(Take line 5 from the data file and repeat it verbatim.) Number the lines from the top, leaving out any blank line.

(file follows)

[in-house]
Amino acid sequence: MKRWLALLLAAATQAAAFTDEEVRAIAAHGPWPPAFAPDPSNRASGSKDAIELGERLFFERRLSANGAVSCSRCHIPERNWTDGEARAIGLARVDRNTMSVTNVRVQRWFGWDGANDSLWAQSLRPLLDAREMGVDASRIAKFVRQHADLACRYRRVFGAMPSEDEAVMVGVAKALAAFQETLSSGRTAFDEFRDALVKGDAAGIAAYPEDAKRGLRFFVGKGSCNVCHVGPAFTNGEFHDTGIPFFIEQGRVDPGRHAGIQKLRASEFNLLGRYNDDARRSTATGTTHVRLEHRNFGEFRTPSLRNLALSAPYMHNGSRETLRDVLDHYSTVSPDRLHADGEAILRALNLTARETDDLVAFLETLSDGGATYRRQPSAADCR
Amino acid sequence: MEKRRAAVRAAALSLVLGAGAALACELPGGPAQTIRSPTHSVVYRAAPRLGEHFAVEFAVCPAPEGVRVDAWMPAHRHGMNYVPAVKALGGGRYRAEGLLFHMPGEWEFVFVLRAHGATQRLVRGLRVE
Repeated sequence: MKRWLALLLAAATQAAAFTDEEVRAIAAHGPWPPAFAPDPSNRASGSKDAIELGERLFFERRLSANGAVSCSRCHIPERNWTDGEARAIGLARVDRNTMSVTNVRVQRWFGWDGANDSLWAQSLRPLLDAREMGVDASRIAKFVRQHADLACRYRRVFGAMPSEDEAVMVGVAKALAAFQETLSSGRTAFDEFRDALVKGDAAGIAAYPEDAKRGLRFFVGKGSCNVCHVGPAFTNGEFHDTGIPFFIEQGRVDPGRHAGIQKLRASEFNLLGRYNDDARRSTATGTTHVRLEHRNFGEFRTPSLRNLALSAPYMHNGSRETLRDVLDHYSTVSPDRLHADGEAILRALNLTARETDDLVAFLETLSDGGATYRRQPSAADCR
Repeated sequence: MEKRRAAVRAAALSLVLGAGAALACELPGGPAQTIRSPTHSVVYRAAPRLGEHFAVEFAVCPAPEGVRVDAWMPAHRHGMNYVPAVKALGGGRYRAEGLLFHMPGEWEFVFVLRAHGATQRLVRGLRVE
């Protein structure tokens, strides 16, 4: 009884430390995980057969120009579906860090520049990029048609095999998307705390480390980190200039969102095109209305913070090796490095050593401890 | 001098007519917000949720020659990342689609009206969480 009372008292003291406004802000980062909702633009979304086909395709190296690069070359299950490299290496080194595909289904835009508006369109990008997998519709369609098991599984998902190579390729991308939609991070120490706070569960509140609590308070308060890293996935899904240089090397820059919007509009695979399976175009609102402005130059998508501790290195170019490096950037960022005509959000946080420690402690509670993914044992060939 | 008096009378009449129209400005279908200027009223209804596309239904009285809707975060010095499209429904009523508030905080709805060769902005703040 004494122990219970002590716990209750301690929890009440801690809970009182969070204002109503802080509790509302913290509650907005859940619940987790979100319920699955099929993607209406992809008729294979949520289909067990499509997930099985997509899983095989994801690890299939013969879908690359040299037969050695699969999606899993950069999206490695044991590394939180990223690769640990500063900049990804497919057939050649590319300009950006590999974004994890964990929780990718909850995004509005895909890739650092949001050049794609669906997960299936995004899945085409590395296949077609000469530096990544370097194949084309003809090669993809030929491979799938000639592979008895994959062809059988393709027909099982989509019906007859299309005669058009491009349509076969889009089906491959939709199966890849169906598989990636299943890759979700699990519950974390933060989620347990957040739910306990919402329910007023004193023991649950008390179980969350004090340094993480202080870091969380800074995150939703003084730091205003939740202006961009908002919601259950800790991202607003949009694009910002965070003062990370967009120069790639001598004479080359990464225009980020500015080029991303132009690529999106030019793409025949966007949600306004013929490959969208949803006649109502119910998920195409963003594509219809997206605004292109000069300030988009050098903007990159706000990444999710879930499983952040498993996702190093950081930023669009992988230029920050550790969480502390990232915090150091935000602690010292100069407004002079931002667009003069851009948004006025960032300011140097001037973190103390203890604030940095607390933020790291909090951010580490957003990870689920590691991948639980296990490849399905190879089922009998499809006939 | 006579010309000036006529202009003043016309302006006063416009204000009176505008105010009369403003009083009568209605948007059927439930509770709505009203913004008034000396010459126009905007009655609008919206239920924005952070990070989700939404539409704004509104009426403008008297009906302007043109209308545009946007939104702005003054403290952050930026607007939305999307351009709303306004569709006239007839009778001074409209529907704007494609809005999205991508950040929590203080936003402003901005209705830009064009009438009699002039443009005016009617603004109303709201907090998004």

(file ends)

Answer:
Repeated sequence: MEKRRAAVRAAALSLVLGAGAALACELPGGPAQTIRSPTHSVVYRAAPRLGEHFAVEFAVCPAPEGVRVDAWMPAHRHGMNYVPAVKALGGGRYRAEGLLFHMPGEWEFVFVLRAHGATQRLVRGLRVE